The Reserve Bank on Monday raised the minimum capital requirement for small finance banks to Rs 200 crore and permitted Payments Bank to upgrade as SFBs.
Incidentally, the net worth of all SFBs currently in operation is in excess of Rs 200 crore.
Issuing the revised guidelines, the Reserve Bank said that for Primary (Urban) Co-operative Banks (UCBs) desirous of voluntarily transiting into SFBs, the initial requirement of net worth would be at Rs 100 crore, which will have to be increased to Rs 200 crore within five years from the date of commencement of business.
Payments Banks can apply for conversion into SFB after five years of operations if they are otherwise eligible as per the guidelines, it said.
Meanwhile, Fino Payments Bank, in a statement, said the bank has already applied for an SFB licence as per regulatory guidelines on Payments Bank conversion to SFB.
The regulator is examining the application and awaiting further comments from the RBI as per the process, Fino said.
According to the notification, "SFBs will be given scheduled bank status immediately upon commencement of operations".
The banks will have general permission to open banking outlets from the date of commencement of operations, it said.
The Reserve Bank of India (RBI) last issued guidelines for licensing of small finance banks in the private sector on November 27, 2014.
Consequently, it issued in-principle approval to 10 applicants, and they have since established banks.
Most of these SFBs are now listed on stock exchanges. Kerala-headquartered ESAF Small Finance Bank is the latest to go public. It was listed in November last year.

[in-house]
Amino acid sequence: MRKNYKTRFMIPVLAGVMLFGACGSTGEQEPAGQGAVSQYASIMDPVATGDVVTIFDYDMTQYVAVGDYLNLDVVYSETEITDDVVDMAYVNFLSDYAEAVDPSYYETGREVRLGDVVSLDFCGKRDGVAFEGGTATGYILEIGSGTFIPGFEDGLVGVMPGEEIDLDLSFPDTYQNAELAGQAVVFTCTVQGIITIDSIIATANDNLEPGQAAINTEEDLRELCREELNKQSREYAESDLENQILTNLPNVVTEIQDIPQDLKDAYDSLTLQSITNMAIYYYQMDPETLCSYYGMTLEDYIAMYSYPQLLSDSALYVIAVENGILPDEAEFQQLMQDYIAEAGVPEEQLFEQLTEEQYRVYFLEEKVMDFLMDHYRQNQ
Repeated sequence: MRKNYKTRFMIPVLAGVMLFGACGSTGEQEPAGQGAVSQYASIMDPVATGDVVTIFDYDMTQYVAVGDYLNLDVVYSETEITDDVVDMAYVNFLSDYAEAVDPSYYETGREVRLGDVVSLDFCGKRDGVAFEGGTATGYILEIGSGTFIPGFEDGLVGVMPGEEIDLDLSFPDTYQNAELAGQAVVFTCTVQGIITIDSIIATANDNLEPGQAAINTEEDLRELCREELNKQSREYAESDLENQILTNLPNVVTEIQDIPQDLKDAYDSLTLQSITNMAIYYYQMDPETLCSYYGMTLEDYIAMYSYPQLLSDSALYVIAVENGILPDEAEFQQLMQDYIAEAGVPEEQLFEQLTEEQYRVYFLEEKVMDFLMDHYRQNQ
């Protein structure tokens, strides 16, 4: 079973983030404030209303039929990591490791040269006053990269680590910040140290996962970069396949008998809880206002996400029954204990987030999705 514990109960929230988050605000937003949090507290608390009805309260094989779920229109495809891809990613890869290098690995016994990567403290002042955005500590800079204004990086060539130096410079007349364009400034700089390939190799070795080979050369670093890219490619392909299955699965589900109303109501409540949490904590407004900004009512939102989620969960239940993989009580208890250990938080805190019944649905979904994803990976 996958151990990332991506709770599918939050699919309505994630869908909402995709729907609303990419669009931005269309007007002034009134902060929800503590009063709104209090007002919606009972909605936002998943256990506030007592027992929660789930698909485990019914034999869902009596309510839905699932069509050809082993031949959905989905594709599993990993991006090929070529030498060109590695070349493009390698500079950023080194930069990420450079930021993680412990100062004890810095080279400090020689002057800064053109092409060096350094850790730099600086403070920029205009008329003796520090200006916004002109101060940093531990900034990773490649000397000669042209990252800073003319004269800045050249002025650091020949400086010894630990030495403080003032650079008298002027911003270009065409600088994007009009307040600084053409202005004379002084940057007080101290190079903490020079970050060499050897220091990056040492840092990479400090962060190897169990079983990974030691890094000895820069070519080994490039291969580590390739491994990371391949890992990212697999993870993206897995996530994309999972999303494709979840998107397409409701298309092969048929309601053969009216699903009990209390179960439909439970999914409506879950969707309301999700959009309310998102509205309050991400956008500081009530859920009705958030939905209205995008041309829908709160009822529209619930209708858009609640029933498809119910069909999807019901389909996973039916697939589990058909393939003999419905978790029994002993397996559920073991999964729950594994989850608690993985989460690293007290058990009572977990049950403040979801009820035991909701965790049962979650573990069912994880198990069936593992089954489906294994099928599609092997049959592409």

SFBs are expected to offer basic banking services, accepting deposits and lending to unserved and underserved sections, including small business units, small and marginal farmers, micro and small industries, and entities in the unorganised sector.
The difference between SFBs and Payments Bank is that the latter is not allowed to do lending.
Payments Bank can provide basic savings, and deposit, payment and remittance services to people without access to the formal banking system.
As per the norms, SFBs are subject to most of the prudential norms that scheduled commercial banks have to adhere to. For instance, they need to maintain a cash reserve ratio (CRR), or portion of deposits to be set aside with the central bank, and statutory liquidity ratio (SLR), or the portion of deposits to be invested in government securities, as stipulated for commercial banks.
About 75 per cent of the credit advanced by small finance banks will need to go to sectors that are considered part of the so-called priority sector, including agriculture, small enterprises and low-income earners.
Commercial banks have to mandatorily lend 40 per cent of their net bank credit to such sectors.